An IPv6 temporary address includes a randomly generated 64-bit number as the interface ID, instead of an interface's MAC address. You can use temporary addresses for any interfaces on an IPv6 node that you want to keep anonymous. For example, you might want to use temporary addresses for the interfaces of a host that needs to access public web servers. Temporary addresses implement IPv6 privacy enhancements. These enhancements are described in RFC 3041, available at “Privacy Extensions for Stateless Address Autoconfiguration in IPv6”.
You enable a temporary address in the /etc/inet/ndpd.conf file for one or more interfaces, if needed. However, unlike standard, autoconfigured IPv6 addresses, a temporary address consists of the 64-bit subnet prefix and a randomly generated 64-bit number. This random number becomes the interface ID segment of the IPv6 address. A link-local address is not generated with the temporary address as the interface ID.
Be aware that temporary addresses have a default preferred lifetime of one day. When you enable temporary address generation, you may also configure the following variables in the /etc/inet/ndpd.conf file:
Time span in which the temporary address exists, after which the address is deleted from the host.
Elapsed time before the temporary address is deprecated. This time span should be shorter than the valid lifetime.
Duration of time before the expiration of the preferred lifetime, during which the host should generate a new temporary address.
You express the duration of time for temporary addresses as follows:
n number of seconds, which is the default
n number of hours (h)
n number of days (d)
Log in to the IPv6 host as Primary Administrator or as superuser.
The Primary Administrator role includes the Primary Administrator profile. To create the role and assign the role to a user, see Chapter 2, Working With the Solaris Management Console (Tasks), in System Administration Guide: Basic Administration.
If necessary, enable IPv6 on the host's interfaces
Edit the /etc/inet/ndpd.conf file to turn on temporary address generation.
(Optional) Specify the valid lifetime for the temporary address.
ifdefault TmpValidLifetime duration
This syntax specifies the valid lifetime for all interfaces on a host. The value for duration should be in seconds, hours, or days. The default valid lifetime is 7 days. You can also use TmpValidLifetime with the if interface keywords to specify the valid lifetime for a temporary address of a particular interface.
(Optional) Specify a preferred lifetime for the temporary address, after which the address is deprecated.
if interface TmpPreferredLifetime duration
This syntax specifies the preferred lifetime for the temporary address of a particular interface. The default preferred lifetime is one day. You can also use TmpPreferredLifetime with the ifdefault keyword to specify the preferred lifetime for the temporary addresses on all interfaces of a host.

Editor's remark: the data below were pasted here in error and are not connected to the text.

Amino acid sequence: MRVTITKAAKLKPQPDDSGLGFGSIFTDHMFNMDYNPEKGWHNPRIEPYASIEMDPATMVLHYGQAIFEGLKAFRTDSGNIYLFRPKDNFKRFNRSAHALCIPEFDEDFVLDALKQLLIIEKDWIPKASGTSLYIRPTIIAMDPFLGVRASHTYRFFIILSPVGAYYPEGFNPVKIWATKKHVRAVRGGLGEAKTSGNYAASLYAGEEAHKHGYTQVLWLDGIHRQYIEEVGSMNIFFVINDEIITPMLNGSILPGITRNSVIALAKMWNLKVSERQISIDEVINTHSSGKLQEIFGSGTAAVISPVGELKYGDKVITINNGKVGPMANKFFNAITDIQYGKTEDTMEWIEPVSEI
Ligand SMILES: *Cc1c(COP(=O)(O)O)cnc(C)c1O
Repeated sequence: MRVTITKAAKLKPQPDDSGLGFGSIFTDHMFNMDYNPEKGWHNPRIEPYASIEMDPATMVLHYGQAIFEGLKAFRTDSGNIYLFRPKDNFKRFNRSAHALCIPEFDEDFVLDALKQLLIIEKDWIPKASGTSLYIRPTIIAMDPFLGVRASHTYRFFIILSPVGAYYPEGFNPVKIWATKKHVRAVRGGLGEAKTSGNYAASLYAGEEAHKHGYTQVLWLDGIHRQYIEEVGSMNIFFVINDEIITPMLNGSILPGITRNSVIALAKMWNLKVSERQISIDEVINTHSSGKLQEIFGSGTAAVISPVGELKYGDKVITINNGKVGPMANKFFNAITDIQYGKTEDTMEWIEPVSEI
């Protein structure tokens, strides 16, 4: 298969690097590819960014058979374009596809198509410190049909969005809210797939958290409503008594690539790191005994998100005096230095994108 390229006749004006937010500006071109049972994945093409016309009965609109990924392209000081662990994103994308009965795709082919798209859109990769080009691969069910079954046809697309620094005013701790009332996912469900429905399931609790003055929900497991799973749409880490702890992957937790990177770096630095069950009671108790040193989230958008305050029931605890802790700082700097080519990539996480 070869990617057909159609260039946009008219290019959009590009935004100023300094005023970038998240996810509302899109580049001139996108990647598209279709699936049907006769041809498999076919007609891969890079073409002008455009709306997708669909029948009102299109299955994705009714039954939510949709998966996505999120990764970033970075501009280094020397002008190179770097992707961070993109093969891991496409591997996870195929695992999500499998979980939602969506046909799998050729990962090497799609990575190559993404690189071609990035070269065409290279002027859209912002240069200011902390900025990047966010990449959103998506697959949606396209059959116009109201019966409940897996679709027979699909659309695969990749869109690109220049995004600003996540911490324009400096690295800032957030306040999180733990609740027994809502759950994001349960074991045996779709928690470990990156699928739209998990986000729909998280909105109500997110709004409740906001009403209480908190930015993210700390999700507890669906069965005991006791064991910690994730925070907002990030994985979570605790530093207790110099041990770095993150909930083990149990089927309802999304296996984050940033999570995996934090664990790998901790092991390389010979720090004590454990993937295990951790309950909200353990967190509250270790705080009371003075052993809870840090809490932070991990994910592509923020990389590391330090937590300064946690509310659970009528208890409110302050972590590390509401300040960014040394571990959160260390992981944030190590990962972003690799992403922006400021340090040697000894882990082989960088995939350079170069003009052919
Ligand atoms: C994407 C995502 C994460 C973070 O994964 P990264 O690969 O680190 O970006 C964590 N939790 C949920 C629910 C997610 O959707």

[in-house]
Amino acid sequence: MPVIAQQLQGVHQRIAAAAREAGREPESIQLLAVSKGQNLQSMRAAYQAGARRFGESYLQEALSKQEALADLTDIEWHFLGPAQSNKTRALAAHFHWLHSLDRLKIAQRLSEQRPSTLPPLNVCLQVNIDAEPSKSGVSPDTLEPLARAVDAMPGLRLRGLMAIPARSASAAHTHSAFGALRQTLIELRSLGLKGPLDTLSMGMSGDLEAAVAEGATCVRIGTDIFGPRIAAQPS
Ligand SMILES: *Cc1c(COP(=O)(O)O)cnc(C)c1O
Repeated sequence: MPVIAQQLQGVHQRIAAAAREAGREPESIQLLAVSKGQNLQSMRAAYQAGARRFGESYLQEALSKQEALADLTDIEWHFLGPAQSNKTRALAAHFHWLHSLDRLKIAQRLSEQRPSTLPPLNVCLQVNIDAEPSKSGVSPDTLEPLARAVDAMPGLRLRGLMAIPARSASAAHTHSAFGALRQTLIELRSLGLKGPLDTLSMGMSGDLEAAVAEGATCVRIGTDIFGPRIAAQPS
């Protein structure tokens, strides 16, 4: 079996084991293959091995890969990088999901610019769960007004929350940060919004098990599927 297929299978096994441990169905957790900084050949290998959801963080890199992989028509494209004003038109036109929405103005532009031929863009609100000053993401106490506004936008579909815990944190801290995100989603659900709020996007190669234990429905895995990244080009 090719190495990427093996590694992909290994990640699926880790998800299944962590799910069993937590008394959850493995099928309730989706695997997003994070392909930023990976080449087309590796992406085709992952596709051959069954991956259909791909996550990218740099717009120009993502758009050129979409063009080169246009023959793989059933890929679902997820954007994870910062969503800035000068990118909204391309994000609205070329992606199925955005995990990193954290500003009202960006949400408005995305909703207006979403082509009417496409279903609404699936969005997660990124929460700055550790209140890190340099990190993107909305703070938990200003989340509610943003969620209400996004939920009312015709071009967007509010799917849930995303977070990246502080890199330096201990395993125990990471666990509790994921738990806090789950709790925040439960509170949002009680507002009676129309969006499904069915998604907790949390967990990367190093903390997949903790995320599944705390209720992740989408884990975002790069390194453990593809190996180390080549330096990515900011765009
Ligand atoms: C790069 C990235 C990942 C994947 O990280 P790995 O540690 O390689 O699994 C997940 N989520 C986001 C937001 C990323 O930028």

Default address selection gives a lower priority to IPv6 addresses that have been deprecated. If an IPv6 temporary address is deprecated, default address selection chooses a nondeprecated address as the source address of a packet. A nondeprecated address could be the automatically generated IPv6 address, or possibly, the interface's IPv4 address. For more information about default address selection, see Administering Default Address Selection.
(Optional) Specify the lead time in advance of address deprecation, during which the host should generate a new temporary address.
ifdefault TmpRegenAdvance duration
This syntax specifies the lead time in advance of address deprecation for the temporary addresses of all interfaces on a host. The default is 5 seconds.
Change the configuration of the in.ndpd daemon.
# pkill -HUP in.ndpd # /usr/lib/inet/in.ndpd
Verify that temporary addresses have been created by running the ifconfig -a6 command, as shown in Example 7–5.
The output from ifconfig should have the word TEMPORARY in the same line as the interface definition.
The following example shows a segment of an /etc/inet/ndpd.conf file with temporary addresses enabled for the primary network interface.
ifdefault TmpAddrsEnabled true ifdefault TmpValidLifetime 14d ifdefault TmpPreferredLifetime 7d ifdefault TmpRegenAdvance 6s
This example shows the output of the ifconfig command after temporary addresses are created.
# ifconfig -a6 lo0: flags=2000849 <UP,LOOPBACK,RUNNING,MULTICAST,IPv6> mtu 8252 index 1 inet6 ::1/128 hme0: flags=2000841 <UP,RUNNING,MULTICAST,IPv6> mtu 1500 index 2 ether 8:0:20:b9:4c:54 inet6 fe80::a00:20ff:feb9:4c54/10 hme0:1: flags=2080841 <UP,RUNNING,MULTICAST,ADDRCONF,IPv6> mtu 1500 index 2 inet6 2001:db8:3c4d:15:a00:20ff:feb9:4c54/64 hme0:2: flags=802080841<UP,RUNNING,MULTICAST,ADDRCONF,IPv6,TEMPORARY> mtu 1500 index 2 inet6 2001:db8:3c4d:15:7c37:e7d1:fc9c:d2cb/64
Note that the line following interface hme0:2 includes the word TEMPORARY. This designation indicates that the address 2001:db8:3c4d:15:7c37:e7d1:fc9c:d2cb/64 has a temporary interface ID.